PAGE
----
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Re: Re: Zone 10/ saving plants


Well..... offer the extras to folks here, or in your community.

For istance, I usually save some of each kind, but this last fall,
between crazy weather, business trips, and illness.. I lost them all. By
the time I could get out there and do something, they were mush.
Guessing this gives me the opportunity to pick out new varieties....


Donna
who lost many TP and tropical stuff last year:(

----- Original Message -----
From: Melody
Sent: 2/18/2004 4:15:29 AM
To: gardenchat@hort.net
Subject: Re: [CHAT] Zone 10/ saving plants

> My problem with saving Cannas, which I absolutely love and my husband
> adores is that if you plant 5 tubers in the spring, by fall when it's
> time to dig them up you have 35 or 40...and what was once a pleasure
> becomes an onerous race to get them all out of the ground and properly
> dried for storage before winter...ugh! And then what to do with the 35
> or 40 that then becomes 100? About three years of this nearly drove us
> bonkers! But we sorely missed them last year when we opted not to plant
> any, so who knows...maybe we'll suck it up again this year and go for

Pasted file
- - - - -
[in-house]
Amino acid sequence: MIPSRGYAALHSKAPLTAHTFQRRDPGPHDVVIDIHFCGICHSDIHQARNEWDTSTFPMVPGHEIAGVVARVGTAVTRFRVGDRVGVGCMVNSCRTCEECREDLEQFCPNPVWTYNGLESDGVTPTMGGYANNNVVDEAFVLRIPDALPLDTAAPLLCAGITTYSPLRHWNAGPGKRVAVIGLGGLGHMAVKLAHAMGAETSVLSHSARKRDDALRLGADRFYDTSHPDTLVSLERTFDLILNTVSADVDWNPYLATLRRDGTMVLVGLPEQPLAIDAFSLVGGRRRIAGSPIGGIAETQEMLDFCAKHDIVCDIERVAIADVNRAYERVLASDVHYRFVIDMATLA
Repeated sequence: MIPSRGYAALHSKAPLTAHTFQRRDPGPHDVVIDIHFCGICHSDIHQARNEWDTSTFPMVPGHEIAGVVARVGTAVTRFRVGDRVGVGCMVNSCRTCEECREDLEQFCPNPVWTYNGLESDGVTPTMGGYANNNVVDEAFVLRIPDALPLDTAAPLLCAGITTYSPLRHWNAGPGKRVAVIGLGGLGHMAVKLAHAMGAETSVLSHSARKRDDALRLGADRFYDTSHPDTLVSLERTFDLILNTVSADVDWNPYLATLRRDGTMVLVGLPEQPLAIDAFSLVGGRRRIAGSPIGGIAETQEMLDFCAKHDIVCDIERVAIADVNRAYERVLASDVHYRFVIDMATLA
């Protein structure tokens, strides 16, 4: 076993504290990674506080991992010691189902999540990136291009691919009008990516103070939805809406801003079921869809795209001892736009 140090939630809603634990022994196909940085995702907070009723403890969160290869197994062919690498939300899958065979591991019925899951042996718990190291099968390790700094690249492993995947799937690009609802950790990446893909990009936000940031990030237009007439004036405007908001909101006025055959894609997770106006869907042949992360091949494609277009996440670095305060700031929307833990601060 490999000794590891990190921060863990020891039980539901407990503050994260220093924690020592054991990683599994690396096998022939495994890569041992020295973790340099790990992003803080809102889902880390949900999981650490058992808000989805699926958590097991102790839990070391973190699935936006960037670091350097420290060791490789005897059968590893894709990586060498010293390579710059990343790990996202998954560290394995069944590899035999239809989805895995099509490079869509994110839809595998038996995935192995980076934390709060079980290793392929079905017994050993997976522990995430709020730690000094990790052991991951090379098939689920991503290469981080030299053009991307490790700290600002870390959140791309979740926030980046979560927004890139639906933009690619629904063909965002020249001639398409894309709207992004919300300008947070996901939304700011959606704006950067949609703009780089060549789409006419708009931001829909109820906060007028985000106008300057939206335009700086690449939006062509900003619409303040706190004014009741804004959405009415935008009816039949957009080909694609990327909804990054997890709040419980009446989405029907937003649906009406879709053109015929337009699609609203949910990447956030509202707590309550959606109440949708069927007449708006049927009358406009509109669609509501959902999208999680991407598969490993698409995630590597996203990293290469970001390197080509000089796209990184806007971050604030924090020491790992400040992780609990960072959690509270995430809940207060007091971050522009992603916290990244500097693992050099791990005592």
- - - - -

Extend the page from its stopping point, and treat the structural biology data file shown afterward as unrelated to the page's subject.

> it!
> 
> 
> 
> Melody, IA (Z 5/4)
> 
> "The most beautiful thing we can experience is the mysterious."    
> --Albert Einstein
> 
>  --- On Sat 02/14, Kitty < kmrsy@comcast.net > wrote:
> From: Kitty [mailto: kmrsy@comcast.net]
> To: gardenchat@hort.net
> Date: Sat, 14 Feb 2004 19:07:15 -0500
> Subject: Re: [CHAT] Zone 10
> 
> Lately I've had the opposite problem. I try to explain to people they
> can<br>overwinter some of their tender perennials, but here they simply
> refer to<br>them as annuals. Well, when a Cordyline costs $40, I am not
> going to throw<br>it out after 4 months. (well, ok, I only paid about
> $5, but the same one is<br>going for $37 at WFF and $40 elsewhere). A
> nice Osteospermum can cost about<br>$5 here. Early on it's not much, but
> does grow to a nice size by the end of<br>the season. So in Sep 02 I
> brought it in and put it back out in May 03,<br>already a nice size. By
> the end of the season, it covered 3 times what it<br>had the previous
> year. Last Sep, though, I just took cuttings. They pitch<br>Purple
> Fountain Grass at the end of each year and buy new, when the
> first<br>one has trippled in size. They throw away Caladiums and Cannas,
> which<br>could easily be overwintered in storage. I know I sound cheap,
> but it's not<br>just that. These are healthy plants and bulbs they just
> pitch. I know I<br>can't salvage everything, but I can't quite accept
> throwing away everything.<br><br>Kitty<br><br><br>----- Original Message
> ----- <br>From: "james singer" <jsinger@igc.org><br>To:
> <gardenchat@hort.net><br>Sent: Saturday, February 14, 2004 6:27
> PM<br>Subject: Re: [CHAT] Zone 10<br><br><br>> Thanks for the list. I'll
> go back to Darrell's list and take a peek.<br>><br>> Yep, zone 10 here.
> Good things and bad things about zone 10. Good<br>> things are I can